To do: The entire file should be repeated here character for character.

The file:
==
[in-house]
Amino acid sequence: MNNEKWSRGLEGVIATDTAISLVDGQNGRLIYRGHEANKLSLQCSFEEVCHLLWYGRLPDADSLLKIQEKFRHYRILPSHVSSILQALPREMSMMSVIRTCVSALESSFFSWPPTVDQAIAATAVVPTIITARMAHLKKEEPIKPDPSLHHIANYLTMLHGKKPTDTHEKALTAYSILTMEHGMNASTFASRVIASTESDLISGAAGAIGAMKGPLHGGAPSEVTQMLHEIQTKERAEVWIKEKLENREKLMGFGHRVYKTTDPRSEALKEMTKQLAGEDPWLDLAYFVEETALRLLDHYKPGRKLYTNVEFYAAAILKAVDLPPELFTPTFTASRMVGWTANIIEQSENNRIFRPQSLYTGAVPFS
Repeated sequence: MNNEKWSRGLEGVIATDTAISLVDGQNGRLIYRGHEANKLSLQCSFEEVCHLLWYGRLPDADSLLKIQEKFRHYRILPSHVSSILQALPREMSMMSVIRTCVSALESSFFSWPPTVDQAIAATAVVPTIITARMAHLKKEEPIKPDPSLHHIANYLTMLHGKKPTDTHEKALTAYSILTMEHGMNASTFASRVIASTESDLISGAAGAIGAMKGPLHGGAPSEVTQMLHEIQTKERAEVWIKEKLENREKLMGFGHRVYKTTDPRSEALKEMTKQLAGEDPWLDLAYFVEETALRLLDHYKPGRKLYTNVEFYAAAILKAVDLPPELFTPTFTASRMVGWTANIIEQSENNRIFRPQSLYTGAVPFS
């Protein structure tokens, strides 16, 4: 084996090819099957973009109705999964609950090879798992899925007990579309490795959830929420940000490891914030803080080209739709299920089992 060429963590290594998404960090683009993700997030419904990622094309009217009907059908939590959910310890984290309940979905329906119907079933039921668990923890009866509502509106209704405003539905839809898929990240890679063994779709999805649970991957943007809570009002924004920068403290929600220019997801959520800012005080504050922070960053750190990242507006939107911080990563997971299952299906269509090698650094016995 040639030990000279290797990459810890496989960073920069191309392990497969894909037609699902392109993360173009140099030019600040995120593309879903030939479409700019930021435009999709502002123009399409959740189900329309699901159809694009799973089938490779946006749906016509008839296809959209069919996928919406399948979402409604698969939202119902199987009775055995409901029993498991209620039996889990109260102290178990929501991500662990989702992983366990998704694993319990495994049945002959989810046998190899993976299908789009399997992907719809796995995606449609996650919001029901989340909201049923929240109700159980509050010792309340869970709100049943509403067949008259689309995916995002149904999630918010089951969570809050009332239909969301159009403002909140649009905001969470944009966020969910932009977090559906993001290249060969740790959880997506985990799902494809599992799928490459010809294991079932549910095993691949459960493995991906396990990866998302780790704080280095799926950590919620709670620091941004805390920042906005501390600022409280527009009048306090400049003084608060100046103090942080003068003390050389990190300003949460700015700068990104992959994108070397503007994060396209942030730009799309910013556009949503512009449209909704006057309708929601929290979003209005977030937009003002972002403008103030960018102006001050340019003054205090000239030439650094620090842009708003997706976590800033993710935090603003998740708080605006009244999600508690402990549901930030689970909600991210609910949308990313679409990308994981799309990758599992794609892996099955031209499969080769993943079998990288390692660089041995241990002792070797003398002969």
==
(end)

[in-house]
Amino acid sequence: MNNEKWSRGLEGVIATDTAISLVDGQNGRLIYRGHEANKLSLQCSFEEVCHLLWYGRLPDADSLLKIQEKFRHYRILPSHVSSILQALPREMSMMSVIRTCVSALESSFFSWPPTVDQAIAATAVVPTIITARMAHLKKEEPIKPDPSLHHIANYLTMLHGKKPTDTHEKALTAYSILTMEHGMNASTFASRVIASTESDLISGAAGAIGAMKGPLHGGAPSEVTQMLHEIQTKERAEVWIKEKLENREKLMGFGHRVYKTTDPRSEALKEMTKQLAGEDPWLDLAYFVEETALRLLDHYKPGRKLYTNVEFYAAAILKAVDLPPELFTPTFTASRMVGWTANIIEQSENNRIFRPQSLYTGAVPFS
Repeated sequence: MNNEKWSRGLEGVIATDTAISLVDGQNGRLIYRGHEANKLSLQCSFEEVCHLLWYGRLPDADSLLKIQEKFRHYRILPSHVSSILQALPREMSMMSVIRTCVSALESSFFSWPPTVDQAIAATAVVPTIITARMAHLKKEEPIKPDPSLHHIANYLTMLHGKKPTDTHEKALTAYSILTMEHGMNASTFASRVIASTESDLISGAAGAIGAMKGPLHGGAPSEVTQMLHEIQTKERAEVWIKEKLENREKLMGFGHRVYKTTDPRSEALKEMTKQLAGEDPWLDLAYFVEETALRLLDHYKPGRKLYTNVEFYAAAILKAVDLPPELFTPTFTASRMVGWTANIIEQSENNRIFRPQSLYTGAVPFS
């Protein structure tokens, strides 16, 4: 084996090819099957973009109705999964609950090879798992899925007990579309490795959830929420940000490891914030803080080209739709299920089992 060429963590290594998404960090683009993700997030419904990622094309009217009907059908939590959910310890984290309940979905329906119907079933039921668990923890009866509502509106209704405003539905839809898929990240890679063994779709999805649970991957943007809570009002924004920068403290929600220019997801959520800012005080504050922070960053750190990242507006939107911080990563997971299952299906269509090698650094016995 040639030990000279290797990459810890496989960073920069191309392990497969894909037609699902392109993360173009140099030019600040995120593309879903030939479409700019930021435009999709502002123009399409959740189900329309699901159809694009799973089938490779946006749906016509008839296809959209069919996928919406399948979402409604698969939202119902199987009775055995409901029993498991209620039996889990109260102290178990929501991500662990989702992983366990998704694993319990495994049945002959989810046998190899993976299908789009399997992907719809796995995606449609996650919001029901989340909201049923929240109700159980509050010792309340869970709100049943509403067949008259689309995916995002149904999630918010089951969570809050009332239909969301159009403002909140649009905001969470944009966020969910932009977090559906993001290249060969740790959880997506985990799902494809599992799928490459010809294991079932549910095993691949459960493995991906396990990866998302780790704080280095799926950590919620709670620091941004805390920042906005501390600022409280527009009048306090400049003084608060100046103090942080003068003390050389990190300003949460700015700068990104992959994108070397503007994060396209942030730009799309910013556009949503512009449209909704006057309708929601929290979003209005977030937009003002972002403008103030960018102006001050340019003054205090000239030439650094620090842009708003997706976590800033993710935090603003998740708080605006009244999600508690402990549901930030689970909600991210609910949308990313679409990308994981799309990758599992794609892996099955031209499969080769993943079998990288390692660089041995241990002792070797003398002969």